SDA Director Out. Two key space officials in the DoD submitted their resignations last week. Fred Kennedy, who had been selected to lead the nascent Space Development Agency, will return to DARPA where he previously served as the Tactical Technology Office’s director, a Pentagon spokeswoman confirmed Friday. An acting SDA director will be announced “soon,” said Heather Babb, Pentagon public affairs officer.

…Air Force Space Departures.

Meanwhile, John Stopher, principal assistant to the secretary of the Air Force for space, submitted his resignation effective July 19 to President Trump with plans to return to the private sector, according to a June 18 letter viewed by Defense Daily. Space News first reported the imminent space departures. The SASC markup of the FY ’20 NDAA, voted out of committee in May, proposed to redesignate Stopher’s role from a policy-oriented position to the “Principal Assistant to the Secretary of the Air Force for Space Acquisition and Integration” in an effort to address key acquisition concerns in the DoD’s space domain.

Orbs in the Sky. Over the past week, observers in the Midwest were mystified by white orbs appearing high in the sky, with confirmed sightings in Dayton, Ohio, and Kansas City, Missouri. DARPA announced June 18 that it had launched three balloons from Cumberland, Maryland, as part of its Adaptable Lighter-Than-Air (ALTA) program to assess the capability of wind-borne navigation for lighter-than-air platforms over extended ranges.

Fred Kennedy a program manager in TTO at DARPA took his official photo at DARPA headquarters on January 5, 2017 in Arlington, VA.
(DoD Photo By: Sun L. Vega)

Inmarsat Contracts. DISA awarded Inmarsat a competitive single-award blanket purchase agreement worth up to $246 million for commercial satellite communication services. Two quotations were received from 28 offerors solicited, according to a June 18 contract announcement. Work will take place for five years, including a one-year base period of June 19, 2019, through June 18, 2020, and four 12-month option periods.

3D Printing Metal Parts. The Air Force’s Lifecycle Management Center’s propulsion directorate is ready to start putting 3D-printed metallic parts in aircraft engines to replace components that are no longer in production, Rafael Garcia, the directorate’s leader, said June 19 at a service-led conference in Dayton, Ohio. “We’ve done some really cool things in no-metallics, it’s time to take the next big step and go into metallics… [for] parts that are going to fly,” he said. A team is developing a timeline for how quickly it would like to see additive manufactured metallic parts installed in Air Force engines, but Garcia said he “would love to see something going next year at the latest.”

Contracting Tips. The future new Air Force military deputy for acquisition Lt. Gen. Duke Richardson told industry members at the Dayton conference Wednesday that they should “push back” against requirements that they believe are unneeded or unnecessary for a program they want to compete for. The Air Force acts “like we have an infinite bag of money,” said Richardson, who most recently served as the PEO for presidential and executive airlift directorate at AFMC and has been nominated for the acquisition deputy position. “If you’re running a fixed-price contract, think about it as if it was cost plus. And if you’re running a cost-plus program, think of it as fixed price,” he added.

Government-led Foundry Time? Robert McMahon, the Pentagon’s number-two sustainment official, told reporters Thursday at the Dayton conference that he is focused on multiple solutions to address supply chain issues in the defense industry including rare Earth metal deficiencies, falsified parts in the chain or cyber issues. When asked whether a government-led foundry was on the table, he said, “I don’t think we should take anything off the table.” He added: “Each subject needs to be discussed individually. … We have to look at each of the challenges and see what they need to move forward.”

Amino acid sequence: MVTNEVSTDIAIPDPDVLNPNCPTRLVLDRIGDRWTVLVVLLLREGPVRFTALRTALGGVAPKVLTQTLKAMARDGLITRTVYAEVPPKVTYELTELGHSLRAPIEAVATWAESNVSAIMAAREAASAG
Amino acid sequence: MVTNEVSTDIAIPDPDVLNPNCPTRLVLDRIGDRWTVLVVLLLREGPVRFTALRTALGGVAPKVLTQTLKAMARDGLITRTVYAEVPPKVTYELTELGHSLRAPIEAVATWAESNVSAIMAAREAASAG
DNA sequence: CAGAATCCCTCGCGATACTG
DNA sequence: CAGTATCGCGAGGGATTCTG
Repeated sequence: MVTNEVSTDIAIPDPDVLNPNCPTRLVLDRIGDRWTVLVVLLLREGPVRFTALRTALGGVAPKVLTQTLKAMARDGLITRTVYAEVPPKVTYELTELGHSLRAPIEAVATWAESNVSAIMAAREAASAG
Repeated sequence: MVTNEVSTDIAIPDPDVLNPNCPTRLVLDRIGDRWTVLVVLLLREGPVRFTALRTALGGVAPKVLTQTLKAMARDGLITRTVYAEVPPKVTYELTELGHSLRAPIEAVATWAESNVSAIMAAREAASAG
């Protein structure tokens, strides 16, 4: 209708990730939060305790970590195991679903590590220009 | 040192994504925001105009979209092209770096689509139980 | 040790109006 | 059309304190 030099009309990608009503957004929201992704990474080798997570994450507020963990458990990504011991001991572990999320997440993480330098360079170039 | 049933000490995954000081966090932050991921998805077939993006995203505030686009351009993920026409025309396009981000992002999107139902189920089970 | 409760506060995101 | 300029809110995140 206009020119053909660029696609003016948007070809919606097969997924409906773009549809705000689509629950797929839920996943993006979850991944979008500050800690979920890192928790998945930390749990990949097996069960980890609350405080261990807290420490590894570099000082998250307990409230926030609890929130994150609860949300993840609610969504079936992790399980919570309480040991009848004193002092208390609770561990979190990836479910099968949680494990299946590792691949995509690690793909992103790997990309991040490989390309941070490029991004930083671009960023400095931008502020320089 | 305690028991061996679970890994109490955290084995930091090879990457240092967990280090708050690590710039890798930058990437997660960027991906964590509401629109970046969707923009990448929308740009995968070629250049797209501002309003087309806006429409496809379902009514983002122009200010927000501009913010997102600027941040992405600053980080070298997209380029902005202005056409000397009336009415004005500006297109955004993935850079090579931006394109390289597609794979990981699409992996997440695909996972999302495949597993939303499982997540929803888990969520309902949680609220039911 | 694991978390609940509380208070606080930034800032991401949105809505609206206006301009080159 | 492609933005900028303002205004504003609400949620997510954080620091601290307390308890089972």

…Chinese-Owned Suppliers. McMahon – whose title is Assistant Secretary of Defense for Sustainment – was reluctant to say whether U.K.-based company Exception PCB will continue to manufacture circuit boards for U.S.- and U.K.-bound F-35s after reports came out earlier this week that the company is owned by Chinese firm Shenzhen Fastprint. “We’re trying to understand – in a situation like that – what are the risks, how do we flag that and how do we respond,” he told reporters, adding the department is assessing whether there are “nefarious” actors at work in this particular situation.

Metal Shark Boats. The Navy awarded Metal Shark Boats a $13 million modification to exercise options to build Near Coastal Patrol Vessels for U.S. Southern Command partner countries and Foreign Military Sales. Work will occur at their facility in Jeanerette, La., and is expected to be finished by August 2021. However, no funding has been obligated yet.

DDG-118. The Navy plans to christen the newest Arleigh Burke-class guided-missile destroyer, the future USS Daniel Inouye (DDG-118), during a ceremony on June 22 in Bath, Maine. DDG-118 was built by General Dynamics Bath Iron Works. The ship is named in honor of the former Hawaii senator who served from 1963 until his death in 2012. Inouye received a Medal of Honor in 2000 for heroism during combat in Italy in World War II. DDG-118 will be the 68th DDG-51 class ship and is a Flight IIA model.

Norfolk Sub Maintenance. The Norfolk Naval Shipyard (NNSY) dedicated a new Submarine Maintenance Facility on June 14, the Navy said June 18. This new two-story facility will consolidate 15 locations of submarine maintenance, production, and support shops into one facility next to the submarine drydocks. It features shops, storage, and support spaces on the ground floor and office and conferences rooms on the second floor. The new building took over three years and $9.9 million to build, but the Navy said it is now one of the safest and sturdies buildings in at NNSY, designed to withstand a category 4 hurricane and a 500-year flood. The building currently supports work on Los Angeles-class submarines and will also support future Virginia and Columbia-class vessels.

FSC AoA. A Navy official last week said a Naval Sea Systems Command (NAVSEA) team plans to brief the Navy leadership on the results of an analysis of alternatives (AoA) for surface forces “at the end of the year.” Carey Filing, NAVSEA director of surface ship design and systems engineering, told an annual American Society of Naval Engineers event that the AoA is looking at what the future surface forces should look like for 2045. It is considering the right mix of large surface combatants, small surface combatants, unmanned capabilities, and combat systems to effectively counter what adversaries will have in 2045. The results will influence what the Navy’s surface warfare requirements office invests in going forward and be added in to the service’s larger Force Structure Assessment.